Reader’s Notebook, 1/8/19

The kids are back at school, so time for one more piece of 2018 wrap up.

I finished my reading year with two more excellent books, one of which was a big a change-of-pace for me.


The Flight Attendant – Chris Bohjalian
I put several books that I saw on Best of 18 lists on hold at the library, and this was the first to become available. Man, is it a humdinger of a read!

It begins with Cassandra, a flight attendant with a penchant for heavy drinking and hooking up, waking in a strange bed in Dubai. As she reviews the events of the previous night to figure out where she is and how she got there, she realizes the man next to her is dead. Not “died peacefully in his sleep” dead, either. But rather dead because his throat was slashed and he bled to death.

Egads!

From there we follow Cassandra as she makes a long series of bad decisions, which, apparently, is pretty standard for her life. Although she, and we, are fairly certain she wasn’t responsible for killing the man she woke up next to, her actions at least give the impression that she has something to hide. Which is a problem because the FBI has their eyes on her – along with the rest of the flight crew she flew to Dubai with – and so does a woman who appears to be working for Russian interests. Cassandra may be innocent, but by being in the wrong place at the wrong time, and by acting rather stupidly after the fact, she’s placed herself in the crosshairs of some very powerful folks.

The book then transitions into more of a spy novel, and does so deftly. The final 150 pages or so are pretty breathless. And outstanding. Bohjalian lays on a series of “Oh shit!” moments so casually that you almost miss them.

Reading some reviews after I finished the book, a number of readers were disappointed that Cassandra was such an unsympathetic lead character. That’s true, although Bohjalian offers evidence for why she is so messed up and presents her as a changed person at the book’s close. But a lead character lacking in redeeming qualities did not distract from what is, otherwise, an excellent and quick read. At least to me it didn’t. Perfect for long flights, in fact. Ironically, I found someone’s boarding passes to flights from Indianapolis to LAX and LAX to Honolulu tucked inside the front cover. I hope that woman enjoyed the book as much as I did.


Because of Mr. Terupt – Rob Buyea.
L is in a book club with several of her classmates. They meet once each month after school to talk through what they’ve read. A mom does a great job running it, and a couple grandmothers and one of the 4th grade teachers usually help with their meetings. I decided I wanted to read something L was reading, and based on discussions with the mom in charge, this seemed like a good one to jump in on.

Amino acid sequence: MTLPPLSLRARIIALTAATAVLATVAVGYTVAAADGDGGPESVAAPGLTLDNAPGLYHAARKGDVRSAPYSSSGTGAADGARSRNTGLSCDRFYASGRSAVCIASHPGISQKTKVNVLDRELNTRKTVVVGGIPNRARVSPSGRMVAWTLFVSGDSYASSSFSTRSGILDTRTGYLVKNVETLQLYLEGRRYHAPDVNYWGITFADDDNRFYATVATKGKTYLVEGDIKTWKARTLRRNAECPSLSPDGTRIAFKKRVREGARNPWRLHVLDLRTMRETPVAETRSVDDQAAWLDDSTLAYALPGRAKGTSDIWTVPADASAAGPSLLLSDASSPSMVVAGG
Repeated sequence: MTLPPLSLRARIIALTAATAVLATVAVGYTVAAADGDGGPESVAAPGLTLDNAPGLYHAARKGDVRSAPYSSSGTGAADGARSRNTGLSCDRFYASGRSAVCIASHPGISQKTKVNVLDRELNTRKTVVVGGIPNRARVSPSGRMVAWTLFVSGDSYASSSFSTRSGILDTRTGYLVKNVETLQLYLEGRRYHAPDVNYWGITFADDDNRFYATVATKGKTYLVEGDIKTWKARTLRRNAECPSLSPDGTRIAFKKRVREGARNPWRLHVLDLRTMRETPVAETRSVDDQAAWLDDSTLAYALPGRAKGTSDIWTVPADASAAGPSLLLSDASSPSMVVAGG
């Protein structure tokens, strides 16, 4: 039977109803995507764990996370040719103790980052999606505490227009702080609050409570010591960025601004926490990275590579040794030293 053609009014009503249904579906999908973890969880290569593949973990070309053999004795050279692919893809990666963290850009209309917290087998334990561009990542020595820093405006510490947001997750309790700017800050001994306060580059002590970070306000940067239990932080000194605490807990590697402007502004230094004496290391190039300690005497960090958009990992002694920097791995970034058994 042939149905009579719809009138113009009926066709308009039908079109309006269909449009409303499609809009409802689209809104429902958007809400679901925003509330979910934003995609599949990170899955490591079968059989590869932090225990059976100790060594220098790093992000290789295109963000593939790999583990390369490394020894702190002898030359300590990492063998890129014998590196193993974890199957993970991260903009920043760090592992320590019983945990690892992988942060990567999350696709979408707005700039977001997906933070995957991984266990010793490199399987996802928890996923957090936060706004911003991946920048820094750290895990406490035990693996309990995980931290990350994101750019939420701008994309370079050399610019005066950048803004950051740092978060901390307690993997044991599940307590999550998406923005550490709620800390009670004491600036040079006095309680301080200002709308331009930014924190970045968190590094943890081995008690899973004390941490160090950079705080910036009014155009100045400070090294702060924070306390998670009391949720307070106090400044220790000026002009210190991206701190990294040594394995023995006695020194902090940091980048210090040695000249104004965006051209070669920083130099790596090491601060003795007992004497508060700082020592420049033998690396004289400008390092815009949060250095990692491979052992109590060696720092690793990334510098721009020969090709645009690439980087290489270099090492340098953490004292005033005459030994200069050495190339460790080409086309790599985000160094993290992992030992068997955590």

It’s a delightful book. It tells the story of Mr. Terupt, a new fifth grade teacher at a school in Connecticut who has different methods of connecting with his students. The story is told from the perspective of seven of his students. We see how they slowly come to appreciate his style, how he guides them through difficult moments, and how he helps them to become better classmates. Much of how the story plays out can be predictable. The new kid becomes an integral part of the class. The kid who acts out constantly and the mean girl are both forced to change their behaviors. Two girls who want to be friends but who are forbidden by the family of one of them eventually become fast friends. And there’s a deeply sad moment in the middle of the book that resolves itself in a wonderful way.

But the book is written for young readers, and I’m not sure the endings will be as easy to figure out for them as they are for adults. And Buyea, a former teacher, is a fine writer. The characters are full of life and each has their individual voice.

L told me this was her favorite book she’s ever read before she was even halfway through it. I think the sadness in the middle gave her some pause, but the ending pulled her back in. And I’m glad that I read it, too.


With everything accounted for, I knocked out 63 books this year, my best total in several years. Granted, 10 of those were graphic novels, but at least those were each collections from the Y: The Last Man series. And my pace really slacked off from May-July. Otherwise I could have really put up some big numbers.

My favorite reads of 2018 were:
Citizen Vince – Jess Walter
American War – Omar El Akkad
All the Pieces Matter: The Inside Story of The Wire – Jonathan Abrams
Star of the North – D.B. John
In The Woods – Tana French
The Long and Faraway Gone – Lou Berney
Beartown – Fredrik Backman
The Flight Attendant – Chris Bohjalian

I’ve already completed book #1 for 2019, but will save that for my next Reader’s Notebook entry.